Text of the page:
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I built this system in 2009 for gaming, been collecting dust for the past 3 years. I want something for video/photo editing and Casual gaming.

Should I Buy New/Upgrade/Keep what I got?

If I upgrade what should I buy that will give me the most bang for my buck? I assume most people will say just get a newer video card. If I do that what would be the ideal ammount to spend. I am also thinking that and then just getting a couple IPS monitors. Any ideas when 4k monitors will be out and if I should wait?

  • Proc - AMD Phenom II X4 945 Deneb 3.0GHz
  • Mobo - ASUS M4A78T-E
  • Vid Card - ASUS EAH4870
  • RAM - 16GB DDR3 1333
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closed as off topic by Karan, Breakthrough, soandos, Randolph West, Ƭᴇcʜιᴇ007 Jun 18 '13 at 4:06

Questions on Super User are expected to relate to computer software or computer hardware within the scope defined by the community. Consider editing the question or leaving comments for improvement if you believe the question can be reworded to fit within the scope. Read more about reopening questions here.If this question can be reworded to fit the rules in the help center, please edit the question.

That seems like a more than adequate spec for 'photo editing and Casual gaming'. Depending on how heavy duty your video editing needs are, you might want more RAM - sadly this mobo tops out at 16GB.

Also note that if you're using Windows, you'll need to use the 64bit version to make use of the RAM you've got.

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I cannot see why you need to upgrade this system at all, based on the parameters you set.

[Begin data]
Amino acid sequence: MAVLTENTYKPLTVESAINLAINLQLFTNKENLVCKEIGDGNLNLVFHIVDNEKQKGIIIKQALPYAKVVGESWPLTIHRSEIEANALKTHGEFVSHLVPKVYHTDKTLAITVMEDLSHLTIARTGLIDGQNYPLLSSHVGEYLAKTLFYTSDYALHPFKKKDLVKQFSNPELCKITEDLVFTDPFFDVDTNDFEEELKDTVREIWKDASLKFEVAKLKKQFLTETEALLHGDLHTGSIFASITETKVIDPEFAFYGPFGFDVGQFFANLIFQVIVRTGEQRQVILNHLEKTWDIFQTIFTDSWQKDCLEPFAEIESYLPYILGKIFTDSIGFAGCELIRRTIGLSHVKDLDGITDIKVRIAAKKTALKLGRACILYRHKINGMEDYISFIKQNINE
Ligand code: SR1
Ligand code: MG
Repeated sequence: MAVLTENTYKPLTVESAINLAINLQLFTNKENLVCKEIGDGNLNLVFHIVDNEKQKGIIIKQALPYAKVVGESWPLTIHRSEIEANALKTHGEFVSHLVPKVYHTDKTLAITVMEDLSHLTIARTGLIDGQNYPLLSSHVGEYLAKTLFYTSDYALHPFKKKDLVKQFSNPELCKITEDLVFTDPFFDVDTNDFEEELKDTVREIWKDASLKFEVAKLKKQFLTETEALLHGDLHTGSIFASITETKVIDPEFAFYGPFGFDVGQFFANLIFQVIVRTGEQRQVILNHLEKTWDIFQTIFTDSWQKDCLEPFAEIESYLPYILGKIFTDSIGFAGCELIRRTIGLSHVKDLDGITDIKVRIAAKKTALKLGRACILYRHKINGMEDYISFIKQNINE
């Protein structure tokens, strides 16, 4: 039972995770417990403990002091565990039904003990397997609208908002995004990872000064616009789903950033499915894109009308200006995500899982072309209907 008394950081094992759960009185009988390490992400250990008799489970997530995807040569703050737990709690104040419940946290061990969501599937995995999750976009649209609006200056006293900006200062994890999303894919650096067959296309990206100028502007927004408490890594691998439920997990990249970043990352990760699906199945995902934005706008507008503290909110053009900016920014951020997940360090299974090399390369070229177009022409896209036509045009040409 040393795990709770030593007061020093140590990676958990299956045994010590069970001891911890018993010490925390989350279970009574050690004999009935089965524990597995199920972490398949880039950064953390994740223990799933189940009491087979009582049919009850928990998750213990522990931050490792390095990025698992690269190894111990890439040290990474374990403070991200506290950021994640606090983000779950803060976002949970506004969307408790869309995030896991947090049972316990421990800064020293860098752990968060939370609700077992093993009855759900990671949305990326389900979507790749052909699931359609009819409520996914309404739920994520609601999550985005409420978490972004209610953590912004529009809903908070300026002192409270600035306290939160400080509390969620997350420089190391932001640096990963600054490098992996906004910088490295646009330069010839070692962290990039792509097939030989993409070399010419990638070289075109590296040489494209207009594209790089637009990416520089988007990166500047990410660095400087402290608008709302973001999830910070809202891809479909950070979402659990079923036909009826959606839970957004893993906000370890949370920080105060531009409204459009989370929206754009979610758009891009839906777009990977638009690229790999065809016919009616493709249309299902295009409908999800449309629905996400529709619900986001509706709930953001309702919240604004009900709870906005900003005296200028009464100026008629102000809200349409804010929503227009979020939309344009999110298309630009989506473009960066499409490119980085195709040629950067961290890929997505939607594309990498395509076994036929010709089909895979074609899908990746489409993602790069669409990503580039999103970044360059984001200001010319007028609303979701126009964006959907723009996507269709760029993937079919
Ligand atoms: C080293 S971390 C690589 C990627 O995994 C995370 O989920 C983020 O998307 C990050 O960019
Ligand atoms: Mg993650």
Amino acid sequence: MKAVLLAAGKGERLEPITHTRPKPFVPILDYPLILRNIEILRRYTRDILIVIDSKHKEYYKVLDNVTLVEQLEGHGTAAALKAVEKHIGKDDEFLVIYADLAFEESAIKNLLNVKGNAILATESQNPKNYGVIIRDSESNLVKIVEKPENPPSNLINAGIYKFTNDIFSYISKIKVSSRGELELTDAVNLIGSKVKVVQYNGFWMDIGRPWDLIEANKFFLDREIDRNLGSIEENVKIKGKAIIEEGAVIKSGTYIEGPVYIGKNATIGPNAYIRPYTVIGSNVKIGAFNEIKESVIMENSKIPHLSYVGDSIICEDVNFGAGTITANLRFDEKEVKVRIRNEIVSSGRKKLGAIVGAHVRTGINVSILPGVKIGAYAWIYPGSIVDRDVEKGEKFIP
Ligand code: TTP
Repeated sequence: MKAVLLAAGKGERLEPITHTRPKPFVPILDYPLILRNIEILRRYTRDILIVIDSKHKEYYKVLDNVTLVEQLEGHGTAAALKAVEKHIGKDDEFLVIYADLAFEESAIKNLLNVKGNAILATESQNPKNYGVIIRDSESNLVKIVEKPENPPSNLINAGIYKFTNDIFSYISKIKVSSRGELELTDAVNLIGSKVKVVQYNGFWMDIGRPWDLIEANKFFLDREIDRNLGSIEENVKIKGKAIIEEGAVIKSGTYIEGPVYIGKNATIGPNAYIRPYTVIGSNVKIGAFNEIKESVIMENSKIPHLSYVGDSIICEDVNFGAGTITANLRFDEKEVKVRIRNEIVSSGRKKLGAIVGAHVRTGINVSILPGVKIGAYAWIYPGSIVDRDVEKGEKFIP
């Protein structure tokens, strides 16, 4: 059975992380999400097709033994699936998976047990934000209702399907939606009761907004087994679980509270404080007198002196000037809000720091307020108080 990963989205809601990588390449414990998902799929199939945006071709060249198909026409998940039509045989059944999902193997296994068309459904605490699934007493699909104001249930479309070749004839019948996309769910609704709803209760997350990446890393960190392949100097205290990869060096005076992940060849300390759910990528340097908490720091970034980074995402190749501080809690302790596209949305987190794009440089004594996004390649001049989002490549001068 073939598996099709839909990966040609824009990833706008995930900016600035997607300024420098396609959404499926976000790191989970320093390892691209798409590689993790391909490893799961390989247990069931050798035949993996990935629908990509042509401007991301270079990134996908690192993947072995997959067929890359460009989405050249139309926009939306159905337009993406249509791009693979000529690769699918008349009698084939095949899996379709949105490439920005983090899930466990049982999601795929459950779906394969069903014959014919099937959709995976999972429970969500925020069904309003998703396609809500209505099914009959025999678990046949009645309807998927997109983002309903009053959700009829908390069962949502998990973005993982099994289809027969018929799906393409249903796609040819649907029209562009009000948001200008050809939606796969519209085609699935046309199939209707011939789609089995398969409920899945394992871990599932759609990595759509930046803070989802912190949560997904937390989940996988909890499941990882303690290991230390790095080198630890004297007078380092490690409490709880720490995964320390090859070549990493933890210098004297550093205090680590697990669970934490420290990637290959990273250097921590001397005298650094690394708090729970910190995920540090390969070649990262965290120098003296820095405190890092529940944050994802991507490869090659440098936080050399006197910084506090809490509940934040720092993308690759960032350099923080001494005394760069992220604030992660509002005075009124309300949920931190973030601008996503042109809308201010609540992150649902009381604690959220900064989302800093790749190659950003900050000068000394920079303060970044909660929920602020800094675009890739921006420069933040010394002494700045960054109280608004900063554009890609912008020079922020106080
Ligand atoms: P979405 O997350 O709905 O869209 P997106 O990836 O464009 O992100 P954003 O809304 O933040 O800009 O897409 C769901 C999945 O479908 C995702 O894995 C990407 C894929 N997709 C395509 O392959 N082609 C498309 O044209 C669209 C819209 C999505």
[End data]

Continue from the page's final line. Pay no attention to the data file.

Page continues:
Casual gaming

Unfortunately, this is not nearly descriptive enough. What you would believe is "casual" others may seem as "heavy". You might detail "casual" to only refer to the amount of time you spend you spend gaming, while in point of fact you might actually desire to play CPU/GPU intensive games... just not that often. Then again, you might mean that you only wish to play games that came out in 2007-2009 that never had heavy demands on your CPU/GPU. We don't know, because you supplied no information on this.

What you need to do is get specific with some of the games you intend to play, then look up the minimum and recommended specifications of those games, in order for you to know if your current system is enough to play them. We can't really assume anything when it comes to gaming.

video/photo editing

From what you detail, you already have far more than enough to handle these tasks... depending of course on what you actually mean. Again, the devil is in the details. There is a vast difference between editing HD video and non-HD video. There is a vast difference between editing pictures from your phone, and editing magazine quality publications. Assuming that you mean that you want to process photos for sending to Facebook and other social media sites, as well as make videos to send up to Youtube... I can't see any reason to upgrade your hardware. You've already got far more system than what most people would purchase in a laptop for exactly the same tasks.

what should I buy

As was pointed out in the comments, we can't make shopping recommendations. The reasons are explained in the FAQ.

The fact that the system is just "collecting dust" raises the question of why it is sitting idle. If you find the system can't adequately play the games you want to play, then you probably cannot continue to say that you are looking for a "casual gaming" system. If you find that the system does not pack enough muscle for the video and photo editing that you do now, then you are not looking for something relatively simple and you need something more at the level of a professional rig. You would be looking for cutting edge, top-of-the-line hardware... and for that, there are multiple web sites out there. You can start at one of any online retailers (Newegg, etc) or even retailer portals (Pricewatch, etc) and start looking at the more expensive stuff that is offered. Check the specifications, compare prices, and decide on what you want.

Again, as you have already heard from Duncan though... what you've got is plenty for what you say you want to do.

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